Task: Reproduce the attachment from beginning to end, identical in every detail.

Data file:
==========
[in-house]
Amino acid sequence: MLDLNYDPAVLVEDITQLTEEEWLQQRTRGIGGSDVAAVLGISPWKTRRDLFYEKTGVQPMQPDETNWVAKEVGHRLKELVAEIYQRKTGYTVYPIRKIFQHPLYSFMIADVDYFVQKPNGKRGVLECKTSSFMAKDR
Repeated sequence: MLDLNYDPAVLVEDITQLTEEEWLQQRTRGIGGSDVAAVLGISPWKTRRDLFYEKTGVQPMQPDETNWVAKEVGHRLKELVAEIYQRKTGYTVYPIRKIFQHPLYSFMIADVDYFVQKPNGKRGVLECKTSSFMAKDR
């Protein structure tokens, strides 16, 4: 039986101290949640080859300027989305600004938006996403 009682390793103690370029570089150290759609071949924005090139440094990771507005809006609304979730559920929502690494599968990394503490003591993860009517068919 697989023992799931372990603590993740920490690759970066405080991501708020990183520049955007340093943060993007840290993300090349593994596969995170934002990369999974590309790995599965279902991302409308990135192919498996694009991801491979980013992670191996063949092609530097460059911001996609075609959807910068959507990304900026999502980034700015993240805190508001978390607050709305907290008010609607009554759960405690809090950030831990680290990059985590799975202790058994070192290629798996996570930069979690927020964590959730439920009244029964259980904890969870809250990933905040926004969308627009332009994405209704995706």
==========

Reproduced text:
[in-house]
Amino acid sequence: MLDLNYDPAVLVEDITQLTEEEWLQQRTRGIGGSDVAAVLGISPWKTRRDLFYEKTGVQPMQPDETNWVAKEVGHRLKELVAEIYQRKTGYTVYPIRKIFQHPLYSFMIADVDYFVQKPNGKRGVLECKTSSFMAKDR
Repeated sequence: MLDLNYDPAVLVEDITQLTEEEWLQQRTRGIGGSDVAAVLGISPWKTRRDLFYEKTGVQPMQPDETNWVAKEVGHRLKELVAEIYQRKTGYTVYPIRKIFQHPLYSFMIADVDYFVQKPNGKRGVLECKTSSFMAKDR
């Protein structure tokens, strides 16, 4: 039986101290949640080859300027989305600004938006996403 009682390793103690370029570089150290759609071949924005090139440094990771507005809006609304979730559920929502690494599968990394503490003591993860009517068919 697989023992799931372990603590993740920490690759970066405080991501708020990183520049955007340093943060993007840290993300090349593994596969995170934002990369999974590309790995599965279902991302409308990135192919498996694009991801491979980013992670191996063949092609530097460059911001996609075609959807910068959507990304900026999502980034700015993240805190508001978390607050709305907290008010609607009554759960405690809090950030831990680290990059985590799975202790058994070192290629798996996570930069979690927020964590959730439920009244029964259980904890969870809250990933905040926004969308627009332009994405209704995706």